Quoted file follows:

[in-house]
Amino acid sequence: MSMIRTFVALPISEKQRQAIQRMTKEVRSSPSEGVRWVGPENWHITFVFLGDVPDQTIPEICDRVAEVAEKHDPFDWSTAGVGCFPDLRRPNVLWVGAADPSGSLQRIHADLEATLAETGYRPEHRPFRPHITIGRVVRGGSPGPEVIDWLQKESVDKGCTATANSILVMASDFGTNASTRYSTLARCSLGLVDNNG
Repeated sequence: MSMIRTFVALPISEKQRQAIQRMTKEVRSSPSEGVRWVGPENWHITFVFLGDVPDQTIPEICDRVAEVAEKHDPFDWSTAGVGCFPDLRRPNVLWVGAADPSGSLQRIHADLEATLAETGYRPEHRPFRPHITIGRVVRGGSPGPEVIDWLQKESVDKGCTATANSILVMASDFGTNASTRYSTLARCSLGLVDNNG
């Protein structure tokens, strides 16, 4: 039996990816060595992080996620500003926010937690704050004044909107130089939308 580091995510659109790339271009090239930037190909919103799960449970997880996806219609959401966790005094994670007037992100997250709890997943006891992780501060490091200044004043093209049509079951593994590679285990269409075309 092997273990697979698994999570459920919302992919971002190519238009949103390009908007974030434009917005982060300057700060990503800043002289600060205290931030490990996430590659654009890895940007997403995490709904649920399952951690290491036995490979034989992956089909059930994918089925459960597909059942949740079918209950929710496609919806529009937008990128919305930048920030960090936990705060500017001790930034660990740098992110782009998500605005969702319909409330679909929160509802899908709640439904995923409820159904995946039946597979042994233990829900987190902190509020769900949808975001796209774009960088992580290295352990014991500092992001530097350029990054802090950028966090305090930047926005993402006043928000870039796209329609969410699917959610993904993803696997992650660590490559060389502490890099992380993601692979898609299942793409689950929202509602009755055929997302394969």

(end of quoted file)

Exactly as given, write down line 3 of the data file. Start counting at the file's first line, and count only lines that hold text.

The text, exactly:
Repeated sequence: MSMIRTFVALPISEKQRQAIQRMTKEVRSSPSEGVRWVGPENWHITFVFLGDVPDQTIPEICDRVAEVAEKHDPFDWSTAGVGCFPDLRRPNVLWVGAADPSGSLQRIHADLEATLAETGYRPEHRPFRPHITIGRVVRGGSPGPEVIDWLQKESVDKGCTATANSILVMASDFGTNASTRYSTLARCSLGLVDNNG